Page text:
<img src="/cache/referats/14269/image004.jpg" align=«left» hspace=«3» v:shapes="_x0000_s1037"> <img src="/cache/referats/14269/image005.gif" v:shapes="_x0000_i1025">irectly at theheart of Philadelphia, on Center Square, a National Historic Landmark rises 510feet into the air. The exact geographical center of William Penn's originalplan for Philadelphia, Center Square, known today as Penn Square, wasdesignated by Mr. Penn to be the location for a building of «publickconcerns» — home of Philadelphia's City Hall.<img src="/cache/referats/14269/image006.gif" v:shapes="_x0000_i1026">he huge granitemass of City Hall, throughout its 100+ year history, has indeed been a buildingof «publick concerns». An elaborate temple of local politics, CityHall is one of the nation's finest examples of French Second -EmpireArchitectural style. Controversy has surrounded the building from its earliestconception in 1860 to the present day. It has weathered severe criticism, hintsof bribery and graft, campaigns to demolish it, shortages of funding tomaintain it, and disrespect of vandals who deface it. Yet, it has also earned agreat deal of respect and admiration as a unique architectural and sculpturalachievement. <img src="/cache/referats/14269/image008.gif" v:shapes="_x0000_i1027">ts future remainsuncertain, but its story is fascinating.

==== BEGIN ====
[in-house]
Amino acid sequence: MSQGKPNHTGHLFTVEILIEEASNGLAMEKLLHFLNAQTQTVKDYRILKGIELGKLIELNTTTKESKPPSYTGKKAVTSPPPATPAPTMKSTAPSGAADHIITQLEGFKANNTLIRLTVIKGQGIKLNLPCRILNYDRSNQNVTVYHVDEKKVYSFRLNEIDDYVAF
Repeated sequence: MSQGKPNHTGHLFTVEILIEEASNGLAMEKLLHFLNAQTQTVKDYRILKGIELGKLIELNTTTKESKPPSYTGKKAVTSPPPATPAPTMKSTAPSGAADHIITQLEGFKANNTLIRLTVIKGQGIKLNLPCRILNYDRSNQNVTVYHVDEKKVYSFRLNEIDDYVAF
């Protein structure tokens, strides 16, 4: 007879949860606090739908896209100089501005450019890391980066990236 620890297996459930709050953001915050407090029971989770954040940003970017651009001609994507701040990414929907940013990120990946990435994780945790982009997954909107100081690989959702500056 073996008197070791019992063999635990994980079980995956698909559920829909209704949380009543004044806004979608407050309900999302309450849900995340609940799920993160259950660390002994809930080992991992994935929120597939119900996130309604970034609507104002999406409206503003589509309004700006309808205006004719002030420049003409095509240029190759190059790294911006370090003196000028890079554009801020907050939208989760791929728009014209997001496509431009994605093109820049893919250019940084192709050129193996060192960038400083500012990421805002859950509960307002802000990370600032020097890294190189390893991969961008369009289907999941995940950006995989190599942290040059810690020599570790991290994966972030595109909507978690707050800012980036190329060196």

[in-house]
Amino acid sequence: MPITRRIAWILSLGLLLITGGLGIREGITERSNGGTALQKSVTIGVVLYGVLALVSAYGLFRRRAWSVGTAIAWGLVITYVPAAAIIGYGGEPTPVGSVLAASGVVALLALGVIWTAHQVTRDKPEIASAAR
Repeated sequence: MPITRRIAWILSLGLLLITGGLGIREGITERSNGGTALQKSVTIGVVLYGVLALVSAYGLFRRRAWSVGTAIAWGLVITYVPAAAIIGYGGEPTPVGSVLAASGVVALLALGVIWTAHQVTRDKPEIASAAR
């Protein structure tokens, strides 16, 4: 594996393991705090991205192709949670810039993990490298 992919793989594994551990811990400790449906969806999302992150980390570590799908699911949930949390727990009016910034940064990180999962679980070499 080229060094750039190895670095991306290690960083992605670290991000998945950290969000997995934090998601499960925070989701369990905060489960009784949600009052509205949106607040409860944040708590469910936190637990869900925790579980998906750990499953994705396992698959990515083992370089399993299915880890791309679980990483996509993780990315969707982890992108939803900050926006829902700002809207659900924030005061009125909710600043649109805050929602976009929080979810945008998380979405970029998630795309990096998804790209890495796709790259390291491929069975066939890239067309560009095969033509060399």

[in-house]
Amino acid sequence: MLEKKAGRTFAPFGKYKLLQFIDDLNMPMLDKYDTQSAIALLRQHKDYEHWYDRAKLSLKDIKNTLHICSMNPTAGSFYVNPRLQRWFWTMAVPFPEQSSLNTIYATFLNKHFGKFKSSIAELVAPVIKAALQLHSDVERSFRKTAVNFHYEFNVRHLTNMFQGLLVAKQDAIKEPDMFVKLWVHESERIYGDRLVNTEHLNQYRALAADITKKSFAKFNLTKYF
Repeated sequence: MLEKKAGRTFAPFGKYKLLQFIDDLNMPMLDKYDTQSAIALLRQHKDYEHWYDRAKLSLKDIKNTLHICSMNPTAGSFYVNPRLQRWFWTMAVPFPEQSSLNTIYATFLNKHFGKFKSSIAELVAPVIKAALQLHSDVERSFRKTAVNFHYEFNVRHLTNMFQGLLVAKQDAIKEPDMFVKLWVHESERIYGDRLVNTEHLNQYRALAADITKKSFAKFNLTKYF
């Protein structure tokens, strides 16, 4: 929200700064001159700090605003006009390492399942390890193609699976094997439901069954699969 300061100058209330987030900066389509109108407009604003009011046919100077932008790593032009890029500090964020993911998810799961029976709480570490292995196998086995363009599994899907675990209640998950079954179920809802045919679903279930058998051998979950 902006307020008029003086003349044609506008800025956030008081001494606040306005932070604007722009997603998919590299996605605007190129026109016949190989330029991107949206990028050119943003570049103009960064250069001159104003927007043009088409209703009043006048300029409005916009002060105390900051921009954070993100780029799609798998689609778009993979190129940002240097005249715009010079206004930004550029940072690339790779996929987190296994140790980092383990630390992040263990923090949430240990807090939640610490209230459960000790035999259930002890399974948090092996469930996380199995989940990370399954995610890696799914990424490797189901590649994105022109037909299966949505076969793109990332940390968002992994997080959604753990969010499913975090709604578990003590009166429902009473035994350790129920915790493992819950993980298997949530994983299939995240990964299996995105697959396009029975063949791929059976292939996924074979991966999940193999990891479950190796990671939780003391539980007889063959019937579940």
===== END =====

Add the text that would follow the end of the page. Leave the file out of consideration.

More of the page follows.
<img src="/cache/referats/14269/image010.jpg" align=«left» hspace=«12» v:shapes="_x0000_s1040"> Brooklyn Bridge
A VISION FOR A BRIDGE: Plans for acrossing between the city of Brooklynand lower Manhattandated back to the early 1800's. When the East River crossing was planned,Brooklyn, with about 400,000 residents, was still more rural than urban. Thecity of New York — which at the time consisted only of Manhattan — had twice asmany residents, and the bridge was seen as a solution to overcrowding inManhattan while spurring development in Brooklyn. The bridge would enable people and goods to cross the East River quickly,regardless of weather conditions.
<img src="/cache/referats/14269/image012.gif" align=«left» hspace=«12» v:shapes="_x0000_s1038">From The Great Bridge by David McCullough: Abridge over the East River, joining the cities of New York and Brooklyn, hadbeen talked about for nearly as long as anyone can remember… But nothing wasdone. The chief problem was always the East River, which is no river at alltechnically speaking, but a tidal strait and one of the most turbulent and inthat day, especially, one of the busiest stretches of navigable salt wateranywhere on earth. «If there is to be a bridge,» wrote one man,«it must take one grand flying leap from shore to shore over the masts ofthe ships. There can be no piers or drawbridge. There must be only one greatarch all the way across. Surely this must be a wonderful bridge.»
Originalcross-section of the roadway on the Brooklyn Bridge. (Figure by Paul PhillipeCret and Rudolphe Modjeski.)
Liberty State Park